DRO eligibility to be amended
The Government today announced plans to make more people eligible for a debt relief scheme that allows individuals to write off unaffordable debt. The Debt Relief Order (DRO) was introduced in April 2009 and has been dubbed 'bankruptcy lite' - debts are written off in the same way as in bankruptcy, but the DRO is designed for people with very low value assets and little spare income after living expenses, where the full rigour of bankruptcy is unnecessarily cumbersome. Effectively, it is a way for over-indebted consumers to remove the burden of crippling debt that can never realistically be repaid. The idea is to draw a distinction between cases where debt is disputed or where the debtor may be able to repay but chooses not to, and cases where the debt is not in any doubt and nor is the fact that the debtor will never be able to repay it.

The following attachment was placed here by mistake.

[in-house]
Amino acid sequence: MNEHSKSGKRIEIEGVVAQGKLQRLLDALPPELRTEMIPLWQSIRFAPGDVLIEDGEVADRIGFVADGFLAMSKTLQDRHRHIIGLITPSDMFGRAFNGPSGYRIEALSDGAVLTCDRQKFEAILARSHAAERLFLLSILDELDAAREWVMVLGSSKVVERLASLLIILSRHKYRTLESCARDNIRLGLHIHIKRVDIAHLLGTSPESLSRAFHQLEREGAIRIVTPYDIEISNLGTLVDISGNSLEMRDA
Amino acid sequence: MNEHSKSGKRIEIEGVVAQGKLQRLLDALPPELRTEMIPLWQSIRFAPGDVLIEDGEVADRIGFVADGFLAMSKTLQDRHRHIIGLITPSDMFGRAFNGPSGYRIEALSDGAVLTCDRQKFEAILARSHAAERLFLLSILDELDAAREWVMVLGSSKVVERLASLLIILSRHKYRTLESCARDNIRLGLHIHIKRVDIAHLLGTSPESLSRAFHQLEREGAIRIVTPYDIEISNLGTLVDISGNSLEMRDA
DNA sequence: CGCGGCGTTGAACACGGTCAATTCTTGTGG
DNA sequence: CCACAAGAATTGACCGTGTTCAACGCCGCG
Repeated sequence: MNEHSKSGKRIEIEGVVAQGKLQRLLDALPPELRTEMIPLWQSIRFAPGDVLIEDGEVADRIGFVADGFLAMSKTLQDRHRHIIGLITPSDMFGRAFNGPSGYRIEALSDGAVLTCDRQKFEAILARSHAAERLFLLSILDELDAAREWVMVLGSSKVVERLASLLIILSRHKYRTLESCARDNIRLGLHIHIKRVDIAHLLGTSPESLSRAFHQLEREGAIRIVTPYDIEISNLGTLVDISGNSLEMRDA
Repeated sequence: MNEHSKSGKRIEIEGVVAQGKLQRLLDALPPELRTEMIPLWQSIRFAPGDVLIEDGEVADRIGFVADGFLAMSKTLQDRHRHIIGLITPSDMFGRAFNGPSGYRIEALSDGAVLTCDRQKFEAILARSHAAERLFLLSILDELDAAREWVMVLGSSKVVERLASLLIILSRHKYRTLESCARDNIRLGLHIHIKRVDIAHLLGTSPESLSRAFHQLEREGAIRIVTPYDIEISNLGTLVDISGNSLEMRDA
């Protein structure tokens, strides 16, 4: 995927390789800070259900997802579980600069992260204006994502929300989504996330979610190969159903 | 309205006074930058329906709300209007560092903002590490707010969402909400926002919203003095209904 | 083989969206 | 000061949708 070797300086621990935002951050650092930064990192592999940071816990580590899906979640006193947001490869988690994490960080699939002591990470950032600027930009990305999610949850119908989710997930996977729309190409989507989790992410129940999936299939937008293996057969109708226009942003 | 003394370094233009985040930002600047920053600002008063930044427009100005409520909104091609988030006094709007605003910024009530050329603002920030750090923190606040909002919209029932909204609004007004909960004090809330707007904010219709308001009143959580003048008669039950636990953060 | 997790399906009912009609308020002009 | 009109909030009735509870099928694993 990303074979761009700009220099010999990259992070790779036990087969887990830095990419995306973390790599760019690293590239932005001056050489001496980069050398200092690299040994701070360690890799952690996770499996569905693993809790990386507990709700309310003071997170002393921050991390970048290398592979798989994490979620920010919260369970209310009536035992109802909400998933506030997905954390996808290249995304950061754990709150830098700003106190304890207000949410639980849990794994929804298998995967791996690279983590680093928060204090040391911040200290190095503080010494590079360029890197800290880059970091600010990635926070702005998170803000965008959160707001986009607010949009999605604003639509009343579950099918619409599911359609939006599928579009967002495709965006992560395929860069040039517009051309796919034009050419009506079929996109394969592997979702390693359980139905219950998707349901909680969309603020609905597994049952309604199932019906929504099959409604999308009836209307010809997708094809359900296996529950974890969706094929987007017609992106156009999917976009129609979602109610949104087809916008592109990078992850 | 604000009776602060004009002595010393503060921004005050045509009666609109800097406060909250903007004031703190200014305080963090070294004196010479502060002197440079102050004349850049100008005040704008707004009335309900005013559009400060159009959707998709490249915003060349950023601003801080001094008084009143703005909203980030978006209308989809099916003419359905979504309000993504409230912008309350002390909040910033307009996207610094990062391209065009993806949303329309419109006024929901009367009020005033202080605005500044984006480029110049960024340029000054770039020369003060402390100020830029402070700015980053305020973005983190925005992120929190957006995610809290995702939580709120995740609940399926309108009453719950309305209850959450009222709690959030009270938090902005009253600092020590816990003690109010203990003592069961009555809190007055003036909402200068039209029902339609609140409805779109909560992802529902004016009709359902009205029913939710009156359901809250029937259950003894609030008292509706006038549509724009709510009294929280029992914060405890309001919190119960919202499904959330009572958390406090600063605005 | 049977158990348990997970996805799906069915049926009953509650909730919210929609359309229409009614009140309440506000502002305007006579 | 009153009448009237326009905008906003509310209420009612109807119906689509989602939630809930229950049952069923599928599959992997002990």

The main criteria for a DRO is debts of less than £15,000, surplus income after reasonable living expenses of less than £50 per month and total assets worth less than £300 (not including a car which may be worth up to £1,000). This makes a DRO available to a slender but statistically significant group of over-indebted individuals.
The plans unveiled today are to exempt pension plans from the asset cap. Previously, having a pension would mean that a debtor would fail the low asset requirement (assuming that the pension fund is worth more than £300.) As almost all pension policies are 'locked away' for use in retirement and aren't available for paying debts, it seems fair to exempt pensions from the equation. In addition, the Government is firmly entrenched in a policy of encouraging everyone to save for their retirement. It therefore makes sense to amend the criteria in a way which will have little effect on the likelihood of creditors recovering their debts.